Director of Sustainability
Dr. Benny Chow is the Director of Sustainability at Aedas, focusing on the green buildings and sustainable development, an award winning sustainable design expert with worldwide project experience. Dr. Chow is now appointed as the Member of the Board of Directors, Chairman of the Industry Standards and Practices Committee (ISPC), and GB Faculty of the Hong Kong Green Building Council (HKGBC), co-opt members of the Committee on Environment and the Committee on BIM in Construction Industry Council (CIC) and the chairman of the Sustainability Committee of the ASHRAE Hong Kong Chapter. Dr. Chow brings with him more than 22 years of experience in Sustainable Design and involved in more than 400 projects located in more than 40 cities. Dr. Chow is specializing in Green-BIM, building physics computer modeling and analysis, urban microclimate study, façade solar heat gain calculations, global daylight illumination simulation, performance-based building energy use and efficiency modeling, and air ventilation assessment using Computational Fluid Dynamics (CFD), and the design of healthcare facility to the prevention of airborne infectious disease.
Dr. Chow was appointed as an Honorary Associate Professor in the Department of Mechanical Engineering at University of Hong Kong (HKU), Adjunct Associate Professor in the Institute of Space and Earth Information Science at the Chinese University of Hong Kong (CUHK), and is currently the Adjunct Assistant Professor of the Faculty of Medicine at CUHK.
Topic 3: Contaminant Control Considerations in Hospitals and Health Care Settings [GBCI Approved | 1 CE Hour | 0920014361 / AIA Approved | 1LU/HSW | VIJAYAKUMAR03]
Intensive care units, surgical theaters, hospital wards, and other health care settings are, arguably, the most important contamination control challenges facing HVAC and cleanroom professionals. The occupants in these settings are generally compromised, health wise, or carry transmittable infectious diseases. These patients are cared for by medical staff, who are moving from one patient to another, often in a hurry. While traditional HVAC and cleanroom designs may not be readily transferable, several of the good practices should be considered. This topic presents key considerations for air borne contamination control in medical settings. Although not a prescriptive lecture, the audience will take away good practices and ideas to improve the air quality in these and similar facilities.
ASHRAE Distinguished Lecturer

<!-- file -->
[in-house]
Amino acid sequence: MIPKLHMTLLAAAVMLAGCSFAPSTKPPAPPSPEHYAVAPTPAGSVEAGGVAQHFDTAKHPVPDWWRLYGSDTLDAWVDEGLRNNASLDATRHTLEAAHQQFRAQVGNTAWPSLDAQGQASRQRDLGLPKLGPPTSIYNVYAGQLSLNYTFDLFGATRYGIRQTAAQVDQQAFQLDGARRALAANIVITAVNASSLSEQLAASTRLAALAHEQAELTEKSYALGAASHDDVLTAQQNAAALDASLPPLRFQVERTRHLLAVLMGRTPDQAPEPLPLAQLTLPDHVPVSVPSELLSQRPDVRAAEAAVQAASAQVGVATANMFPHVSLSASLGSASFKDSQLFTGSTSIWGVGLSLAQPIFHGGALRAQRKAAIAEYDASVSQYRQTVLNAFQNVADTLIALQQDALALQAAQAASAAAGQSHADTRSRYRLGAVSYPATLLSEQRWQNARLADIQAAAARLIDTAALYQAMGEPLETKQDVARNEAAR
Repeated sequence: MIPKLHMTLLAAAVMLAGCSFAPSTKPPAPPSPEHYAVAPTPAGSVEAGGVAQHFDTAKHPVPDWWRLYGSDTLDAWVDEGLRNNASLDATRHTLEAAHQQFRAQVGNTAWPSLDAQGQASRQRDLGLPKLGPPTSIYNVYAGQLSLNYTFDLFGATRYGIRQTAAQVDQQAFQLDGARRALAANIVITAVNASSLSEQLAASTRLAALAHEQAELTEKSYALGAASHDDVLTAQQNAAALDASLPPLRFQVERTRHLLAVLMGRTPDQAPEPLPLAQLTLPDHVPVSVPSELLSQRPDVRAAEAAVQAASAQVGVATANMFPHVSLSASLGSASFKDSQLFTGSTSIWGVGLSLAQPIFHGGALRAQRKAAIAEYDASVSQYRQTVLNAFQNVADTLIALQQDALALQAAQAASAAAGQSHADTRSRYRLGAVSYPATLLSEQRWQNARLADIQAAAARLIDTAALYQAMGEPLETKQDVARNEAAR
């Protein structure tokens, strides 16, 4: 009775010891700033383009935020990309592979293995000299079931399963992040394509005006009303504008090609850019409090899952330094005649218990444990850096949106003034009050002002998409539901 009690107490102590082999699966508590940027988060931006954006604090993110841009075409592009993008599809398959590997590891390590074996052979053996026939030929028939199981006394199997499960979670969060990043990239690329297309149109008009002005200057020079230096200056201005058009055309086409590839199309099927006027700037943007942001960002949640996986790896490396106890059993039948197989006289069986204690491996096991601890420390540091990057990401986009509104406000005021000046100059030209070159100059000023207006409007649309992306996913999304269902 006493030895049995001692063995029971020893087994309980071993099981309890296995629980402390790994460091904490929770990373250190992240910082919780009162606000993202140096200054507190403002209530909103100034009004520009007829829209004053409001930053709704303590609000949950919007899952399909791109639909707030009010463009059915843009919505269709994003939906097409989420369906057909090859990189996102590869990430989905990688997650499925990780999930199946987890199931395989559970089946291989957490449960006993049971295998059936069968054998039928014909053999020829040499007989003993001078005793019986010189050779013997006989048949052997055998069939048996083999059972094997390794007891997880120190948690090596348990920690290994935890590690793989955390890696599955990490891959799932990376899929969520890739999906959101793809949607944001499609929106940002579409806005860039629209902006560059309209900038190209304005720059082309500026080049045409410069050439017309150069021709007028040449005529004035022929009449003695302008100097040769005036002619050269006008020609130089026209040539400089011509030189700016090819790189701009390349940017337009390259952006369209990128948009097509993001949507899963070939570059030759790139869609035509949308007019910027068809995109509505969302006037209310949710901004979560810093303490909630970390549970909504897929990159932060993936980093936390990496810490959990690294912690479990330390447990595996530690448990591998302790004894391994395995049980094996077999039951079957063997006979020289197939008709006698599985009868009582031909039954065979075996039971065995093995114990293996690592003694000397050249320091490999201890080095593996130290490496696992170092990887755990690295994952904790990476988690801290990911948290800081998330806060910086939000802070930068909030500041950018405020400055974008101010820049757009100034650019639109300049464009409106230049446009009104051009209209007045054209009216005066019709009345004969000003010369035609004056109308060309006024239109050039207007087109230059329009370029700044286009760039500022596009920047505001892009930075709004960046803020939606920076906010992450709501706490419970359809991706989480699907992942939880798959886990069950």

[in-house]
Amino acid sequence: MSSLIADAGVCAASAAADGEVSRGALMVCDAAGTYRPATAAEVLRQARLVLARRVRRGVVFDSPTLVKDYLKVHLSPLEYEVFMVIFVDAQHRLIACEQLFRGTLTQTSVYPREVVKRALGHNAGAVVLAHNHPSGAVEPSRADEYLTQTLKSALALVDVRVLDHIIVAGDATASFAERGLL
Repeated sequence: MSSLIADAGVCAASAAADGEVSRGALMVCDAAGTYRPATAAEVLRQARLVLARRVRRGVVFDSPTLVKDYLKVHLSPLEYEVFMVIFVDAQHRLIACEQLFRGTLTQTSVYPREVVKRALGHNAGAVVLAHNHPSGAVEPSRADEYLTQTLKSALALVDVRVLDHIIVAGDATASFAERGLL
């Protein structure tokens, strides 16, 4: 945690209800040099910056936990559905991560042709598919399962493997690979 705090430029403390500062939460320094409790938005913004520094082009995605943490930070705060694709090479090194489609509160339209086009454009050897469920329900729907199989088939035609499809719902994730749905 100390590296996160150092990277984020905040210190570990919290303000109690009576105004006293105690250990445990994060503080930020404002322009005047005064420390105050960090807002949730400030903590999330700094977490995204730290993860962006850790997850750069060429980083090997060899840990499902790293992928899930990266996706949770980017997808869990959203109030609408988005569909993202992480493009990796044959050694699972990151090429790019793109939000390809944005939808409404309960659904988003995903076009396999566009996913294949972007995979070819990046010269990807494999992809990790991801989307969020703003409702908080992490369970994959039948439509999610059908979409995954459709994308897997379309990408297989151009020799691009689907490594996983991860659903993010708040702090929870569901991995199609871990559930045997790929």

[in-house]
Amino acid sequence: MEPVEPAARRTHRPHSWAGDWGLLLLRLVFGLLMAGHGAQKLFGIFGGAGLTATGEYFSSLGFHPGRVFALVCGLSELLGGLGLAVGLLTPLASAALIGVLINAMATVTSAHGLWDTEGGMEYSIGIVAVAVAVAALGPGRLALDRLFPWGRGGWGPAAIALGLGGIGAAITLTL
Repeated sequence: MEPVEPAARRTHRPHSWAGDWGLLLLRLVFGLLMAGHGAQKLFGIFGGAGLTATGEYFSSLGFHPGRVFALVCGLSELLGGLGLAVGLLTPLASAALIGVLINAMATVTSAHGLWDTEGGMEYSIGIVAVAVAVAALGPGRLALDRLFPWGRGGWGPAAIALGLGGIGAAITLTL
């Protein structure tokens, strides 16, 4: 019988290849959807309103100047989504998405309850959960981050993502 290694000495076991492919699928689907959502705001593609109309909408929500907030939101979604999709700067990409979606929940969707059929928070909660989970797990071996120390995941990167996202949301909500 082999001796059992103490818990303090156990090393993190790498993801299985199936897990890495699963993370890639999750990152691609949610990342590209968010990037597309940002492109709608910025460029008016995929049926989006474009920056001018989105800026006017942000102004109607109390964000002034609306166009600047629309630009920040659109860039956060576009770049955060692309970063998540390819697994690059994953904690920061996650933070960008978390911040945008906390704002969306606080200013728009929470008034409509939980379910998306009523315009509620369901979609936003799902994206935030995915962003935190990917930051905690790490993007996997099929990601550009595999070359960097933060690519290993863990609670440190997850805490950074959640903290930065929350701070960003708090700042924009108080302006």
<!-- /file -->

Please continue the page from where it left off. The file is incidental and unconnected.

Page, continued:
Vijayakumar is the founder and head of AERFIL, a consulting company devoted to providing technical and business solutions and services for the filtration and contamination control industry as well as educational and training support for the industry. His current clients include major filtration companies in China, Brazil and India. With over 30 years’ experience in leading filtration and particle test instrument companies to go with his PhD in particle technology, Vijayakumar is a globally recognized expert and mentor in contamination control and filtration sought after by clients worldwide. He is an advisor to NASA for air filtration systems for space habitat.
In keeping with his philosophy that knowledge grows only by sharing, he teaches freely and often wherever someone wants to learn the subject. He has been on the faculty of the short course on air and gas filtration at the University of Minnesota since its inception and is a Distinguished Visiting Professor at the Chinese Academy of Building Research. He has taught courses in cleanroom designs for ASHRAE, and is a Distinguished Lecturer for them lecturing around the world on various aspects of filtration and cleanroom designs. He has served as the President of the IEST, the premiere contamination control organization in the US. Currently, he chairs standards development committees at the ISO and in the US writing standards for high efficiency filters used in cleanrooms, hospitals, and indoor environments.
Topic 4: Design of HVAC System in Operating Theatre Suites in accordance with International Standards with T&C Case Studies
Fellow of the Institute of Healthcare Engineering and Estate Management
Ir Tsang practiced in the Hong Kong as a professional engineer for nearly 30 years in the field of Building Services and Healthcare Engineering. He is the Director of an Engineering Firm in Hong Kong since 2000. He has involved in the design, testing and commissioning of more than twenty operating suites and the design of several BSL3 laboratory, special laboratories and cleanroom in Hong Kong. Health, safety and energy saving solution are his goal to achieve a better green and clean environment.
He is a Corporate Member of the Hong Kong Institution of Engineers, Fellow of the Institute of Healthcare Engineering and Estate Management and Fellow of the Chartered Institution of Building Services Engineers.
13:45 – 14:15 Registration
14:15 – 14:20 Welcome Address
14:20 – 15:00 Session 1
15:00 – 15:40 Session 2
15:40 – 16:05 Tea Break
16:05 – 16:45 Session 3
16:45 – 17:25 Session 4
17:25 – 17:30 Closing Address
HK$ 400 [Member of ASHRAE Hong Kong/Macao Chapter]
HK$ 500 [Member / Staff of Supporting Organizations]
HK$ 600 [Standard]
Remark: 3-hour CPD certificate will be provided.
Registration & Enquiry:
Number of participants is limited and prior registration is required. For registration, please complete Registration Form in the following link: https://goo.gl/forms/iDC9ifEj4HNbpG322. The deadline of application is on 10 May 2018. Successful members will be notified by e-mail on or before 12 May 2018, which has to be presented at the registry of the venue entrance for verification. If the applicants have not received the confirmation e-mail on or before 12 May 2018, their applications will be regarded as not successful.
If typhoon signal no. 8 or black rainstorm signal is in force and still hoisted after 1:00 pm of 17 May 2018, the seminar would be cancelled without further notification.
For enquiry, please contact Mr. Joe Chow at email to firstname.lastname@example.org.